Word of a high school dropout from Staten Island with massive presence had made its way to the four. Kane and Murcia found David Johansen’s house. Intrigued by their presence and appearance (Kane towering over Murcia even more than usual because of his platform shoes), Johansen agreed to rehearse with them. The Dolls were born, even if the classic lineup wouldn’t be in place for a few months. Sylvain, who’d gone off to London, returned and rejoined, not long after the Dolls had played a Christmas Eve show at a welfare hotel across the street from their rehearsal space.

The Dolls began playing shows in the city wherever they could — clubs, bars, bathhouses, wherever. They were getting known for sets at Max’s Kansas City and weekly appearances at the Mercer Arts Center (located in a hotel that would collapse the following year). They also would book rent parties (two bucks admission) at the Chrystie Street loft shared by Billy, Johnny and Syl.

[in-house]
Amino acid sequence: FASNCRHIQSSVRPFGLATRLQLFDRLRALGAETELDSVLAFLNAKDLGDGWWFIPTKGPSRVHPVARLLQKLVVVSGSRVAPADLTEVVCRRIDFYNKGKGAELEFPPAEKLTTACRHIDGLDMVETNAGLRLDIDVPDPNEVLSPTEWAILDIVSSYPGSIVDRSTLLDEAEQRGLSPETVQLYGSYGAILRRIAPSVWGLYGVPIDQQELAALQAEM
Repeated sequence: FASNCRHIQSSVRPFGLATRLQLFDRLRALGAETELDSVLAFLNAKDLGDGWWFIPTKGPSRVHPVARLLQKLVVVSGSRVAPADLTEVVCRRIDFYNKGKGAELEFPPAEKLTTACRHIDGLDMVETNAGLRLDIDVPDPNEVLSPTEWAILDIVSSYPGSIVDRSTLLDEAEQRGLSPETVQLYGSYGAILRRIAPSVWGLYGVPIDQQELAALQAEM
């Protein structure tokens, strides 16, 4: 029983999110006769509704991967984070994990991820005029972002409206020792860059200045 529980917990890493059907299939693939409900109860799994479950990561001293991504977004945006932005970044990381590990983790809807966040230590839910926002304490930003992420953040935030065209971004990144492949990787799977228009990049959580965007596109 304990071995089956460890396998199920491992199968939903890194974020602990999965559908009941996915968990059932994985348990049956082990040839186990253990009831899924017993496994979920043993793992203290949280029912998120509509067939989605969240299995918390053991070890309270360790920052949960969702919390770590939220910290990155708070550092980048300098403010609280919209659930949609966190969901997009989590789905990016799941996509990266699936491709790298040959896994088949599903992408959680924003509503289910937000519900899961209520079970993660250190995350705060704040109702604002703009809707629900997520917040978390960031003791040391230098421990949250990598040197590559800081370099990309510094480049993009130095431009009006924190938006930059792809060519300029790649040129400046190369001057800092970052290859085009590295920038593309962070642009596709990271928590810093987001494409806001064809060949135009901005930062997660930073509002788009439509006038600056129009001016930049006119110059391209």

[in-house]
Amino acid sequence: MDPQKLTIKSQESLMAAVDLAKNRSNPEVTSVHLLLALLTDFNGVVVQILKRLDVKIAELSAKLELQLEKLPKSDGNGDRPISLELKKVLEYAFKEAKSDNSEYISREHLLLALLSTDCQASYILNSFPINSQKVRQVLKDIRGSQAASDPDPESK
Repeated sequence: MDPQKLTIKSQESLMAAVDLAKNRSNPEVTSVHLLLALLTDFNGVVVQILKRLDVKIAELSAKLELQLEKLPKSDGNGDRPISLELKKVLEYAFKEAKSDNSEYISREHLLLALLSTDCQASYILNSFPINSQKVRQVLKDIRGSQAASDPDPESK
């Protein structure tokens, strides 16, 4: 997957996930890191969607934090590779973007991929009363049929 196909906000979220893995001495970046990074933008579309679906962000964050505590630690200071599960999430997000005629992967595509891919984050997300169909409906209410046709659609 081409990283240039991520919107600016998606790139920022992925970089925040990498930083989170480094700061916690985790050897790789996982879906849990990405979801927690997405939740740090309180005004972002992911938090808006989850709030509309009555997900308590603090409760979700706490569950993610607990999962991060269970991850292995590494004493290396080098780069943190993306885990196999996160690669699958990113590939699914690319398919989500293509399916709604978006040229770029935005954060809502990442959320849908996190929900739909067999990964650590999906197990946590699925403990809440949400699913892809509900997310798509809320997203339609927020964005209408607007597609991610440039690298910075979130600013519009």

“Those rent parties, although there were only a few of them, were the best shows we ever did,” Sylvain said in his 2018 memoir There’s No Bones In Ice Cream. “Better than Max’s, better than the Mercer, better than London and Paris. When people say they saw the Dolls, I don’t care where they saw us, if it wasn’t at those rent parties, when we were young and hungry and completely untamed, they didn’t see us.”

New York Dolls New York Dolls, Mercury Records 1973

Regardless of where they played, the Dolls were not an uptown band. They had a love for no more than three chords, the classic rock and roll from the ’50s into the girl groups of the ’60s, mashed through a pop art, found culture aesthetic. To riff off the old saying, one person’s trash became another person’s trash. And these New Yorkers were putting it all together in one brash package wrapped up in loud threads, tall heels and makeup.